I want to create my own Font using some images that formatted as .PNG.

is there any tool to create fonts using this method or anyway to do this ? because i'm more comfortable to create characters in Photoshop and save them as .PNG



What type of designs do you have, and in what context do you want to use your font?

Yes, you can totally use images to create a font that will retain the textures and colors of your images - if that's what you want. There is a new font format called OpenType-SVG that lets you do this (so the output will be actually be a bitmap font).

Photoshop CC 2017 supports OpenType-SVG fonts and you could leverage your PS skills to create fonts with Fontself, an add-on that runs within Photoshop (I am one of its creators ;)

Having said that, if you don't need the shades and just want to export a vector font that you can use in any other app, you could also trace your image letters into vector Shape Layers, and export them as a regular vector OpenType font, also using Fontself for Photoshop.

Have a look at the creative process here: https://www.youtube.com/watch?v=tUM8MlMkeMI

Whatever the tool, have fun ;)

Turn images into fonts in Photoshop with Fontself

  • That's a modern approach with modern tools - quite different than the one I suggested straight from the stone-age. Today hires bitmap fonts really are possible and the color is a high bonus. – user287001 Mar 24 '17 at 11:42

Stop and start proper vector drawing (Illustrator, Inkscape etc..)

The reasons:

  • PNGs are bitmaps, but the fonts are generally vector shapes. The bitmap fonts still exist, but they have fixed sizes, an attempt to scale makes them messy.
  • PNGs are convertible to vector drawings, but the accuracy is often poor. Actually the accuracy is 100%, but in bitmap there simply does not exists all the information on what you have thought. Thin lines and sharp corners suffer often badly and need some heavy manual fixing. If you can do that fixing, you as well can draw the shapes in the vector domain from the very beginning.

In Illustrator you can convert your existing bitmaps to vectors, fix them, and copy to a font editor. Illustrator is good for editing and combining already existing graphic material - for ex. you can reuse same shape relatively easy in different places in differant glyphs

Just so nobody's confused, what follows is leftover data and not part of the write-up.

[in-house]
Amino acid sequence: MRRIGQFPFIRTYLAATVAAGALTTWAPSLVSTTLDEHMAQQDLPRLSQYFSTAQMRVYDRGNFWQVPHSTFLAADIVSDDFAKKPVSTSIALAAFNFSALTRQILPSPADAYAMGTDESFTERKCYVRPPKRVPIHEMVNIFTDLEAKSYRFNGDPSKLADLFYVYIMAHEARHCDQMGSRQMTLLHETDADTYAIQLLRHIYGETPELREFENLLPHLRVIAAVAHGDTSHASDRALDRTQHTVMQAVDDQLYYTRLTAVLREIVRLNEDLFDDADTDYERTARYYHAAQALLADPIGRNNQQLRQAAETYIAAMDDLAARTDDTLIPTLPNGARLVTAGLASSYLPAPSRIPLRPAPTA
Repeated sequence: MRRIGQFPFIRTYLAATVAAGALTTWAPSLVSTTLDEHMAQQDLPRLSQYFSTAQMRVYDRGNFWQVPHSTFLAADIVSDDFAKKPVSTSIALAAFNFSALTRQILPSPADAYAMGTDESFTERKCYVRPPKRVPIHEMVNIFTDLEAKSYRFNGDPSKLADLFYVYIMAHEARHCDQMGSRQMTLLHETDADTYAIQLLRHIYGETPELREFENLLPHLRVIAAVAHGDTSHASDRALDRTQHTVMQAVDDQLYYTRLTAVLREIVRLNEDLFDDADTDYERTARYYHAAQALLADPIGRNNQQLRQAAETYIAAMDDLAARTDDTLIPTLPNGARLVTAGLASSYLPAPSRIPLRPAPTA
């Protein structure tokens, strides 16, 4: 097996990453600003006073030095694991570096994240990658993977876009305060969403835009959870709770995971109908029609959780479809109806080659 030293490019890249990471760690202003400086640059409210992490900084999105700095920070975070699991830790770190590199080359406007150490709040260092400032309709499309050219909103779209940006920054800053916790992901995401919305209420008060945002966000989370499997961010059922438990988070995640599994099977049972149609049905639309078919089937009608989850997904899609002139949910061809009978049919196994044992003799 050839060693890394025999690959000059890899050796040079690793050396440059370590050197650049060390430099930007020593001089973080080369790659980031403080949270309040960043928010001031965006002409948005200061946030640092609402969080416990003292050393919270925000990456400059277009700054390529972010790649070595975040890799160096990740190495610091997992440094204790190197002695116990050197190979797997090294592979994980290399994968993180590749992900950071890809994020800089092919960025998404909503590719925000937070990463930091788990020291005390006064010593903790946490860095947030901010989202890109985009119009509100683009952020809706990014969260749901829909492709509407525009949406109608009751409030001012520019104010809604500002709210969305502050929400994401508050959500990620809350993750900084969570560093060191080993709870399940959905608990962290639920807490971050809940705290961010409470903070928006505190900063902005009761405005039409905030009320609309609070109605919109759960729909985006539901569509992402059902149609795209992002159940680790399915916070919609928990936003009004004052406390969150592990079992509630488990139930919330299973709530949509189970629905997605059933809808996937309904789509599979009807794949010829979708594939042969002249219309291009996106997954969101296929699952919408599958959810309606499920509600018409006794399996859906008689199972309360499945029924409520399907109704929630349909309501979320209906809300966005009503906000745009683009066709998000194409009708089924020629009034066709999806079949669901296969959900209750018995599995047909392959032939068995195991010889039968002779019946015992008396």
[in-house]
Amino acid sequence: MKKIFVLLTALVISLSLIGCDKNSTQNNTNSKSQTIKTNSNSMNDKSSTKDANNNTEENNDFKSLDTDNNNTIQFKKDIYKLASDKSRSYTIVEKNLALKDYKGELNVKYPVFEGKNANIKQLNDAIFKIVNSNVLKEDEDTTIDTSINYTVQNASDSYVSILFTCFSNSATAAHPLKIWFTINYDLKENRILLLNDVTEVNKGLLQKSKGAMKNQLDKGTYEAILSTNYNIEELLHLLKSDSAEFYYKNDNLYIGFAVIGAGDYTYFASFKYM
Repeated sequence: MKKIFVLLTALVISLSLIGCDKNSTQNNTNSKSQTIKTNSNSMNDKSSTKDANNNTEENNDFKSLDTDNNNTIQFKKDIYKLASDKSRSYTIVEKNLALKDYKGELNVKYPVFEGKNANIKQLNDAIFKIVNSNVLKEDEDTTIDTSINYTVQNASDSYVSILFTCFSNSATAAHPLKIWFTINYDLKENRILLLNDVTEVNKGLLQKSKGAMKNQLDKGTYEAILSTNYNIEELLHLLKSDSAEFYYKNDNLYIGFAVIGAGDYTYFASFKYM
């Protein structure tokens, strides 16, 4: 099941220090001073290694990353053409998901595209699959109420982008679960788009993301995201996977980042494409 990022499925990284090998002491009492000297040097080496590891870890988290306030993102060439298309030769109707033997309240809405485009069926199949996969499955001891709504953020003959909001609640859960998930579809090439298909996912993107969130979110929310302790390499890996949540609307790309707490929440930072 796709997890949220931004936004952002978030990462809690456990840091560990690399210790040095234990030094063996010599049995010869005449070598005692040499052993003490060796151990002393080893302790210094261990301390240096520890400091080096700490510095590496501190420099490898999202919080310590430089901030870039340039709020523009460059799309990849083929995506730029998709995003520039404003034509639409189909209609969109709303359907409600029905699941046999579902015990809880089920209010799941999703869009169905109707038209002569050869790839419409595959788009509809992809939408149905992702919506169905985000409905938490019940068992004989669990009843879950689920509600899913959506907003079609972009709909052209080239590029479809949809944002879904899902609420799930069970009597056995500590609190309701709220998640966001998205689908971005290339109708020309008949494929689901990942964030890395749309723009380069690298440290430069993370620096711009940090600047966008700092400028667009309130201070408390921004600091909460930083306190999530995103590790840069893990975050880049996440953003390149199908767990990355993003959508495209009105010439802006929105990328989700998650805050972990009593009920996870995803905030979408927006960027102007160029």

You must have a proper font editor. Without it is extremely impractical to try to manage the font information which is much more than the glyphs.

ADDENDUM: To start easily, get Scanahand. It generates a font from handwriting.


Nothing prevents you to put your bitmap glyphs onto the handwriting form in Photoshop (or equivalent) instead of scanning. It accepts 200 pix wide and 180 pix high glyphs (practically only half of this space is usable). Fill the form, feed it into Scanahand and your font is soon ready. Not the highest quality, but easy to use. It has 30 day trial.

  • I agree that for creating a personal font from scratch, one needs a proper font editor. All the vector-making tools are already included in those, so it might complicate the work-flow, using another tool too, like Illustrator - unless the user is already very experienced in a "classic" vector editor. Still, in the end, one has to jump off the cliff and learn at least the basics about the font editor, so why not try making the vectors where they need to go anyway. I would only try bitmap -> vector conversion if I had super clear and crisp line-art drafts. Otherwise just trace by editor. – Martin Zaske Mar 18 '17 at 15:59
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    @alix54 a fast option is added – user287001 Mar 18 '17 at 17:45
  • thank you for this lateral approach with scanahand. It might give alix54 a nice kickstart. - I purchased such a tool long ago and am upset that it does not work any more on modern windows (and in virtual machines it does not work with the scanners). This is off topic almost but I will try this, because at my last search, I had only found online tools. This looks good. A forum ist a great place when on top of help, or while trying to give help, you also received unrequested bonuses. – Martin Zaske Mar 18 '17 at 18:52

It is good that you already have some shapes - even as bitmaps.

Please have a look at Fontforge. Commercial font editors are rather costly and your question sounds as if you want to try this out with one font for starters. (You might also be surprised how much work it is to get one font designed and to tune-up all the spacings and to figure out all the meta-information.)

In Fontforge you have layers and you can place your bitmaps (drafts or whatever they are) underneath your working surface to guide your vector-making.

In the Fontforge documentation they are ready for your idea: quote "Let us assume you already have a bitmap image of the glyph you are working on. Select the Import command from the File menu and import that image. It will be scaled so that it is as high as the em-square." Fontforge has got lots of documentation; can be somewhat overwhelming, depending on your learning style and previous experience, just see whether you like the tool and its eco-system. (I am not afiliated; I also use Typetool3, but not for making fonts, rather for hacking existing ones.)


Enjoy making your (first?) own font.

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